The timeless Indic dharmic traditions accord an exalted position to water bodies, particularly rivers.
Rivers are accorded a sacred status; perennial rivers are regarded with reverence.
Indeed, rivers are the mothers of civilisation. It is a well known fact that great civilisations around the world have sprung on the banks of great rivers.
The Indian spirit has acknowledged the life sustaining nature of rivers through verses and prayers and songs that bring out the essence of this understanding over and over again.
Tradition holds the Ganga, Yamuna, Godavari, Sarasvati, Narmada, Sindhu and Kaveri as the seven most sacred rivers of India.
The Rig Veda speaks of the sapta-sindhavah — the seven great water bodies held sacred even at that point in history. Regardless of the names of the rivers, the number seven holds great significance.
The Sanskrit word tirtha represents water; the word tirtha also represents a centre of pilgrimage. Many pilgrimage sites gain status primarily by virtue of their location on the banks of a sacred river.
The confluence of two or more rivers — a prayag — makes the tirtha even more special.
This reverence for water bodies is ingrained in the Indian DNA. Take for example this conversation that I had with a taxi driver in rural Maharashtra at the sight of a small ancient-looking temple at the side of the road as we were driving on a bridge.
When I asked him if he knew about the temple he replied - ‘sir, har ek sangam ke paas- ek mandir-hoga’.
That observation hit me then; any confluence of water bodies has always been special, sacred; a place to reflect on the oneness of existence with gratitude and prayerfulness.
Several ceremonies begin with the consecration of a pot of water; water is the cleanser. The mantras call out the seven sacred rivers by name and invoke their symbolic presence in the pot of water in front of the worshipper.
In a simple yet powerful gesture, the worshipper sails through the sacred geography of India all the way from the lush Kaveri delta to the snowcapped peaks of the Himalayas where the Ganga originates.
What is the state of our rivers today?
Watching Indian movies made in the 1960s make us gasp with surprise at the sight of empty thoroughfares in metros such as Chennai. Some of us even remember that state.
How did we become so big? So crowded? So polluted?
It is the same story with rivers. Any part of the world would acknowledge that the state of rivers is not the same as it was half a century ago. A consumption-oriented lifestyle and a stupendous growth in population and unchecked use of rivers as dumping grounds for industrial waste — one could go on and on about the causes of pollution — the least that we could do would be to acknowledge that there is a serious measure of deterioration happening right in front of our eyes!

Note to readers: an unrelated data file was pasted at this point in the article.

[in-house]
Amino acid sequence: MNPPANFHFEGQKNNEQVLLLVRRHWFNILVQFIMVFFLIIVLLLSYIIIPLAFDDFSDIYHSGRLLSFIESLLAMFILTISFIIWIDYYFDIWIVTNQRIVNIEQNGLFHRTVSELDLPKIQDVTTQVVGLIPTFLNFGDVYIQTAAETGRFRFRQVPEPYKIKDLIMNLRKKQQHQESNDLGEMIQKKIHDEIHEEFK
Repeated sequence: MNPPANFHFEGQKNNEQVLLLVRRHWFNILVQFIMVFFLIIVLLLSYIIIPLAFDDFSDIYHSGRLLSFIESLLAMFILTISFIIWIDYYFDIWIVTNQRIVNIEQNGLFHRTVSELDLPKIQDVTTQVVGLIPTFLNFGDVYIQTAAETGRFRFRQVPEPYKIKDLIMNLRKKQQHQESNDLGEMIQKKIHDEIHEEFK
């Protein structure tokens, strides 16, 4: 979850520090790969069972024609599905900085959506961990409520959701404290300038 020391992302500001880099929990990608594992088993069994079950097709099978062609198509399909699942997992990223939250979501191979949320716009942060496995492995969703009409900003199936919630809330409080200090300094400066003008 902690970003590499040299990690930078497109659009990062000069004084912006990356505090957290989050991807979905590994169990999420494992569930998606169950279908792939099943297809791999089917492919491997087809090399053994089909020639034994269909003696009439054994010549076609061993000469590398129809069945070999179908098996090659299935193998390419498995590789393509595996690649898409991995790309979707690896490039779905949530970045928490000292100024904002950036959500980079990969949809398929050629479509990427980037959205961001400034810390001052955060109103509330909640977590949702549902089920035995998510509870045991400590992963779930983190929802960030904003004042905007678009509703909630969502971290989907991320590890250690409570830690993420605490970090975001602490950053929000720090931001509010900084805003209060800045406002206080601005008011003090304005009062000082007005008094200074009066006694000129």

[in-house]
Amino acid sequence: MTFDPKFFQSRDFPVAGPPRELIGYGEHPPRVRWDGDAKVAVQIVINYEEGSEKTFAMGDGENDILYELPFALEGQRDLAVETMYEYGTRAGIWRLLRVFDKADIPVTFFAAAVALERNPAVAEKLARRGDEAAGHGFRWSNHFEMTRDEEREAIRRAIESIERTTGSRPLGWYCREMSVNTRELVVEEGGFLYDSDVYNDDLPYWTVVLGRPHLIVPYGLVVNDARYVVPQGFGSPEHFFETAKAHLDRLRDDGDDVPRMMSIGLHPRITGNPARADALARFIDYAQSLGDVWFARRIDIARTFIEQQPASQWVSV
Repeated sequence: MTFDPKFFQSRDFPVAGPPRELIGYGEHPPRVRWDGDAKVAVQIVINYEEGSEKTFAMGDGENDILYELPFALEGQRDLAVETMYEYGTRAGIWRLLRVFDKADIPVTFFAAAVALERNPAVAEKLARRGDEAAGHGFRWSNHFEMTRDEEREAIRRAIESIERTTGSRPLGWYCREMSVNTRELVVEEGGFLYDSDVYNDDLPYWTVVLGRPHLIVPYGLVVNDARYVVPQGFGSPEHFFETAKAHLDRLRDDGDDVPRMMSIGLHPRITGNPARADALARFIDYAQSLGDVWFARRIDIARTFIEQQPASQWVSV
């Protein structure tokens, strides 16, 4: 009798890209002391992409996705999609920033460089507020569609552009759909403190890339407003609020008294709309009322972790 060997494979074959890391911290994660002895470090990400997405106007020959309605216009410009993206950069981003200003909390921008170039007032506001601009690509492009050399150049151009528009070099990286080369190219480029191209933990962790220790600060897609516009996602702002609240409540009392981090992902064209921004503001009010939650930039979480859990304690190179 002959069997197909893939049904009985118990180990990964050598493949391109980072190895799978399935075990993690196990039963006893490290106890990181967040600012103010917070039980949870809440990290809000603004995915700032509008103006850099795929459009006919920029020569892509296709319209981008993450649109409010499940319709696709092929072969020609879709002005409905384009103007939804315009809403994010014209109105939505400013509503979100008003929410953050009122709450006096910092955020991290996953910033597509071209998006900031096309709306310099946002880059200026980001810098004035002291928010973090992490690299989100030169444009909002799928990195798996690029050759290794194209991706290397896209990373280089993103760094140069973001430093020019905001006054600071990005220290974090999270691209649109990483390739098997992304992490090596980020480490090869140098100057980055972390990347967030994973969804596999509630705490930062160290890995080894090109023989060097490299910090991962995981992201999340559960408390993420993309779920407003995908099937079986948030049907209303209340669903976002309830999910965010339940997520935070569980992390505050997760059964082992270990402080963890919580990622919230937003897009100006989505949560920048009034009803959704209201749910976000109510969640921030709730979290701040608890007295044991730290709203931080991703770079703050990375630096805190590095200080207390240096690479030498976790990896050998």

Is there anything we can do about it?
The first step is bringing awareness regarding water resources to humanity at large.
To get there, it is important to be aware of the names of rivers. Just calling them out by name accomplishes that. The traditional sloka on rivers names the seven most sacred rivers of Bharata Varsha.
However, isn’t every single water body sacred? Why don’t we look at rivers as sources of nectar ‘amritam’ — that which grants life; a super human being which can nourish us, yet needs to be taken care of by us.
There is a global move to declare rivers as human entities with rights. It makes sense to do so — but haven’t rivers always been divine entities in the Indic dharmic world?
Why don’t we reflect on that nature of our relationship with rivers?
It is easy to relate to rivers in song. Two hundred years ago, the celebrated Vaggeyakara Muthuswami Dikshitar reflected upon Shiva, Jambukeswara as the manifestation of ‘water’ — one of the panchamaha-bhutas (the five elements of wind, water, fire, earth and space), and brought into focus the names of several rivers in a majestic kriti in the raga Yamuna Kalyani.
We bring out this new song in 2021. ‘Rivers of India’ is a tribute to the spiritual heritage of India that venerates our precious natural resources with the approach that they are as important as we are, if not more important!
We name about 51 rivers from all over India in this song. Their very names inspire us; their waters flow through our bodies.
The ancient names of these rivers are magical, they are musical; they are alliterative; and when strung together in song in the raga Yamuna Kalyani in a seven beat cycle, they evoke images of how we would like them to be; pristine, clear, life sustaining — a state vastly different from the polluted (yet redeemable) reality of today.
And when they are acknowledged with the Tamil phrase ’nadanthaai vaazhi’ from the 1,800-year-old epic Silappathikaram, we strengthen our resolve to become partners in nurturing our precious water resources.
It takes collective awareness, will and action to restore our rivers. Recognizing and revering rivers is the first baby step in that direction.
Let us celebrate the rivers of India.
(The author, an alumnus of IIT Madras, is the creator of the song ‘Rivers of India’ at the core of the music video by the same name - released by the International Center for Clean Water, IIT Madras on Earthday 2021 featuring musical stars Bombay Jayashri, her son Amrit Ramnath, Kaushiki Chakraborty and her son Rishith Desikan, and Sai Shravanam along with a supporting chorus of singers (virtual) from around the world).
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